Student Success

College Scheduler: Four Year Planning

Year 1: 0-29 hrs            Year 2: 30-59 hrs             Year 3: 60-89 hrs                 Year 4: 90+ hrs

Freshman➩                           Sophomore➩                             Junior➩                                          Senior

You got accepted to Morehouse – You need 120 hours to graduate – How do you do it in 4 years? 

It is recommended that every student build a four-year plan that maps out all standard curriculum, major and minor requirements. Below are some key points to get it done in 4 years:

  • Collaborate with your academic advisor to develop a plan and meet regularly with the advisor to monitor your progress. Always discuss the impact of changing majors, withdrawing from a course, and repeating courses prior to submitting official paperwork.
  • Take 15 credit hours each semester and maintain a 2.0+ G.P.A. to ensure a change in class standing each year. Moreover, if feasible given your academic profile, talk to your faculty advisor about taking 18 credit hours because the tuition fee is the same as taking 12 or 15 credit hours and you could graduate in 3.5 years and save.
  • Second-semester sophomores and juniors are required to meet with the Coordinator of Academic Advising and Student Support (jacquelynn.davis@morehouse.edu) if they have not yet declared a major.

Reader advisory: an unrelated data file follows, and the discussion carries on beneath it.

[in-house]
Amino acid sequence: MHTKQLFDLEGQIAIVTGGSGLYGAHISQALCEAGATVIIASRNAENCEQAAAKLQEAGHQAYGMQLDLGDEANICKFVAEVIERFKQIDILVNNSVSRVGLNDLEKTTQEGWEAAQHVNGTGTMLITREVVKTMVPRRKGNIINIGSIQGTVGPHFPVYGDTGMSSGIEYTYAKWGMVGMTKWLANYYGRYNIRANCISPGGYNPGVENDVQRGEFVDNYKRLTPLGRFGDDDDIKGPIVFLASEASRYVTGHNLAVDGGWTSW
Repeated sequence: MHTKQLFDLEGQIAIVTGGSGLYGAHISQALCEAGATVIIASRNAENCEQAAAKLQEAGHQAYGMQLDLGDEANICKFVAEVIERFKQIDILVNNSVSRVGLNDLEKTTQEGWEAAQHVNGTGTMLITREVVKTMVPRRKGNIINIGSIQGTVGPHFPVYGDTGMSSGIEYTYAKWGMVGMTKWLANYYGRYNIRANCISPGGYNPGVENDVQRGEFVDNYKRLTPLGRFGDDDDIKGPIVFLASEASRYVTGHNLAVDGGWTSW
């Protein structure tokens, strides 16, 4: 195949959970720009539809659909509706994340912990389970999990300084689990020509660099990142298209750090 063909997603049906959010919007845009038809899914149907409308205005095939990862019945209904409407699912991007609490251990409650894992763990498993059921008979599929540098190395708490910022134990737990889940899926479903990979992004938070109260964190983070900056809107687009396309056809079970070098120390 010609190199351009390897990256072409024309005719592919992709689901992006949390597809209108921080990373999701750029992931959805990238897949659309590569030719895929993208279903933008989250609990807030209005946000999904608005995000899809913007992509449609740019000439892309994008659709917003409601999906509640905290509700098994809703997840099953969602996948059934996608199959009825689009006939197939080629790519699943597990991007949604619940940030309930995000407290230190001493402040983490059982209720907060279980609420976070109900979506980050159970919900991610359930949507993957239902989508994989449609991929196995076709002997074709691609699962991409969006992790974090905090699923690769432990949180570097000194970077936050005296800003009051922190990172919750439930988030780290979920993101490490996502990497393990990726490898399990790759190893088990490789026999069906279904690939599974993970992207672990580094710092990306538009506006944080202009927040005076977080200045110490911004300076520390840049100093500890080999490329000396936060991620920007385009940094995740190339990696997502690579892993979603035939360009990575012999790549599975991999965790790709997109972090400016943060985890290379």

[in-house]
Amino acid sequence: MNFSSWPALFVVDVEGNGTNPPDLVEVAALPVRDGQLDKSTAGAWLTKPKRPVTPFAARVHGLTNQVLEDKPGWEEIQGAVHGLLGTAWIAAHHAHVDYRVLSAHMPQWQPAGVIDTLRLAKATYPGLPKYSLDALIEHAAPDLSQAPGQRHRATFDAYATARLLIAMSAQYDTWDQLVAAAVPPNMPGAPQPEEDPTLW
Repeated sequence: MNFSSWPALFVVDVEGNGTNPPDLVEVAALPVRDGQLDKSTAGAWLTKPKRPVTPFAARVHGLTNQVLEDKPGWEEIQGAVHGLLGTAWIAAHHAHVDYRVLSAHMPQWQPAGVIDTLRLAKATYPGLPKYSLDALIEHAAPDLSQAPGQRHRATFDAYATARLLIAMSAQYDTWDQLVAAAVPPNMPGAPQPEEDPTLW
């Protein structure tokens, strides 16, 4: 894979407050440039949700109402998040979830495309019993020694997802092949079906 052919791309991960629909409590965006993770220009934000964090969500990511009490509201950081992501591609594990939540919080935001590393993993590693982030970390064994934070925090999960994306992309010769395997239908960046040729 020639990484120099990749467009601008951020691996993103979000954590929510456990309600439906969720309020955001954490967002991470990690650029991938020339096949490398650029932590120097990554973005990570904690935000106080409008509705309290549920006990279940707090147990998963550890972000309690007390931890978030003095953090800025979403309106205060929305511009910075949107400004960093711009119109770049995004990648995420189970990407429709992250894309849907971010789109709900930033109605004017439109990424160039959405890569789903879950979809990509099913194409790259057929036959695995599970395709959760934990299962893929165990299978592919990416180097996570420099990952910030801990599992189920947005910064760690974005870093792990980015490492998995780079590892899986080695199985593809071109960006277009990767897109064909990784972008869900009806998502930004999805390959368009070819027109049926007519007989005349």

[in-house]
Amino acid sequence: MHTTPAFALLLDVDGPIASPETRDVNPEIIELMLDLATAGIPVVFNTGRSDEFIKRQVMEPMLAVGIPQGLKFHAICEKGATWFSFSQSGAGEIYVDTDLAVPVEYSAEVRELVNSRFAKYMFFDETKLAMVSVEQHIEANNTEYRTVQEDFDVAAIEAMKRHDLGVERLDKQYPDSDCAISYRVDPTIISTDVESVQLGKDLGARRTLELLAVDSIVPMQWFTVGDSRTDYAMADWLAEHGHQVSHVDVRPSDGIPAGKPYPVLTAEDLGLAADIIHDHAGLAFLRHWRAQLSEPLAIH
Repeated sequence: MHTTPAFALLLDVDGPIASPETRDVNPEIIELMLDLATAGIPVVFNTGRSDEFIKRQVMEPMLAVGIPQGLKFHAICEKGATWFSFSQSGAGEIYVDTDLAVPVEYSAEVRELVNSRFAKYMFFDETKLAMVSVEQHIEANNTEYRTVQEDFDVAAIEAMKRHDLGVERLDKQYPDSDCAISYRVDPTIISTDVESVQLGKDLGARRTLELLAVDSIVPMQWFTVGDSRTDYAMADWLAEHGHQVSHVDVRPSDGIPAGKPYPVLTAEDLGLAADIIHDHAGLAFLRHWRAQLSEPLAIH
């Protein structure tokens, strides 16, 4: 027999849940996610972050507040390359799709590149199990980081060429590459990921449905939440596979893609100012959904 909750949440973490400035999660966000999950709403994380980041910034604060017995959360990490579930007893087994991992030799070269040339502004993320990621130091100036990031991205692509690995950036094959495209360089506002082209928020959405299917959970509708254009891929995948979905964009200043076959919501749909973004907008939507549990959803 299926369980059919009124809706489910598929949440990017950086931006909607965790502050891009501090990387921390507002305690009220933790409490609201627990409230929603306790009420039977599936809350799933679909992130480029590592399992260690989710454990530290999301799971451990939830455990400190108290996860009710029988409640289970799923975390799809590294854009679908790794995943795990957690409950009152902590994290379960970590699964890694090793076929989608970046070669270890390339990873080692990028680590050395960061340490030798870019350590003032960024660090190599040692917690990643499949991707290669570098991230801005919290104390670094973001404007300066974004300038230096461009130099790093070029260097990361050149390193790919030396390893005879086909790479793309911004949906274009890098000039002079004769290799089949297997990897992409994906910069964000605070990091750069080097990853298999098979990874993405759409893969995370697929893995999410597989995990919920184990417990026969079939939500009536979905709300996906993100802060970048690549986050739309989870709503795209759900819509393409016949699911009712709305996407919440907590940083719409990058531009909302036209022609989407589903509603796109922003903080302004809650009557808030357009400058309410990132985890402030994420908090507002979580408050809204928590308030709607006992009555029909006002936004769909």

• Do not procrastinate in getting advised and registered for classes for the upcoming semester. Beginning Spring 2017 with College Scheduler, you can easily select preferred classes, block off breaks or life conflicts, and the schedule planner surfaces the best possible schedules for immediate registration. For more information: Click here
  • Enjoy Crown Forum and attend more than the required number of sessions.
  • Work for success so that you can gain and integrate knowledge as you persist through your degree program.
  • Stay engaged. History shows that the more you feel a part of the Morehouse community, the better you can do academically. Expect and demand excellence from yourself and others.
  • Don't abandon your course! A grade of "F" is recorded for a course abandoned without an official withdrawal.
  • Fulfill all obligations to remove an 'I" for incomplete work prior to the deadline. Failure to do so results in a grade change that could negatively impact your academic progess.
  • Before you drop or withdraw from a course, talk with your instructor, academic advisor, and/or a representative of the Office of Financial Aid. Consider that a change or reduction in courses load may impact your:
  1. scholarship; if the guidelines for receiving the scholarship require full-time student enrollment and your actions result in taking fewer than 12 credit hours.
  2. federal student aid. In other words, you have to make good enough grades, and complete enough classes (credits, hours, etc.), to keep moving toward successfully completing your degree.
  3. athletic eligibility. If you are a student-athlete, you must see the Athletic Academic Advisement and Skills Enhancement Specialist first, to obtain permission, before taking a signed form to your academic advisor.
  4. automobile or health insurance; if you receive discounts for being a full-time student.
  5. visa; if you are an international student.
  6. future plans. Multiple "Ws" on your transcript can send the wrong message to prospective employers or graduate schools.
  7. ability to graduate in 4 years. See your academic advisor on a regular basis to avoid surprises on your graduation audit.